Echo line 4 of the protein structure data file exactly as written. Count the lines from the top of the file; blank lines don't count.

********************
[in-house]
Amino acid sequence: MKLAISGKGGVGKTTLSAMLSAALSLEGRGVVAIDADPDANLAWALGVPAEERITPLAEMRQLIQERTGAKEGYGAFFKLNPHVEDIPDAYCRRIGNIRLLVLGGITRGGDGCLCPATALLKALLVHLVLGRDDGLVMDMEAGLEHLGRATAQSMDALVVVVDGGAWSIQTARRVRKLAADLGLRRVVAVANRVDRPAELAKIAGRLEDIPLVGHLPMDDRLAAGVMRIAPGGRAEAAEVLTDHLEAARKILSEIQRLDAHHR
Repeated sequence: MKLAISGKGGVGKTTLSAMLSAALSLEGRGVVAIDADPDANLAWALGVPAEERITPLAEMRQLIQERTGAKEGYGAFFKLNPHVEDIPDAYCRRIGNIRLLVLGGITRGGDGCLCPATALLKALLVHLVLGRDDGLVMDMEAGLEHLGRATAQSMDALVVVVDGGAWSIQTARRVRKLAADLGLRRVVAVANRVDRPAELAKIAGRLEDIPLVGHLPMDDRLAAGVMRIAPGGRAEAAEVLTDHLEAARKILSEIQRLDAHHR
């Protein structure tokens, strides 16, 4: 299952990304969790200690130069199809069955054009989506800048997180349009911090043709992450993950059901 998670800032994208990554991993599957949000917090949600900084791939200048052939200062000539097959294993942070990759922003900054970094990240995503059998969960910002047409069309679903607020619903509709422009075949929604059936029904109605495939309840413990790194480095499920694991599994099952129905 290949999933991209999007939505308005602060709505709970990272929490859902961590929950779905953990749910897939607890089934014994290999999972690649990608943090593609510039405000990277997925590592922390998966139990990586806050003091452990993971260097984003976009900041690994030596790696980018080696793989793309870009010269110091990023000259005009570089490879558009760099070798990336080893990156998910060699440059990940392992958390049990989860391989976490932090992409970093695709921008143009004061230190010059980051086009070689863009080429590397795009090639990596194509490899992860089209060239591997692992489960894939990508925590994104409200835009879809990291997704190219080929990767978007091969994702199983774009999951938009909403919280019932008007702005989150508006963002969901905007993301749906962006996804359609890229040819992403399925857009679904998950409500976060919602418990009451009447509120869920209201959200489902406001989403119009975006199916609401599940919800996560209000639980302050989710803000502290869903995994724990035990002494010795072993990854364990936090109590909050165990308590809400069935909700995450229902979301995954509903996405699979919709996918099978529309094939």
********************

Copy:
């Protein structure tokens, strides 16, 4: 299952990304969790200690130069199809069955054009989506800048997180349009911090043709992450993950059901 998670800032994208990554991993599957949000917090949600900084791939200048052939200062000539097959294993942070990759922003900054970094990240995503059998969960910002047409069309679903607020619903509709422009075949929604059936029904109605495939309840413990790194480095499920694991599994099952129905 290949999933991209999007939505308005602060709505709970990272929490859902961590929950779905953990749910897939607890089934014994290999999972690649990608943090593609510039405000990277997925590592922390998966139990990586806050003091452990993971260097984003976009900041690994030596790696980018080696793989793309870009010269110091990023000259005009570089490879558009760099070798990336080893990156998910060699440059990940392992958390049990989860391989976490932090992409970093695709921008143009004061230190010059980051086009070689863009080429590397795009090639990596194509490899992860089209060239591997692992489960894939990508925590994104409200835009879809990291997704190219080929990767978007091969994702199983774009999951938009909403919280019932008007702005989150508006963002969901905007993301749906962006996804359609890229040819992403399925857009679904998950409500976060919602418990009451009447509120869920209201959200489902406001989403119009975006199916609401599940919800996560209000639980302050989710803000502290869903995994724990035990002494010795072993990854364990936090109590909050165990308590809400069935909700995450229902979301995954509903996405699979919709996918099978529309094939």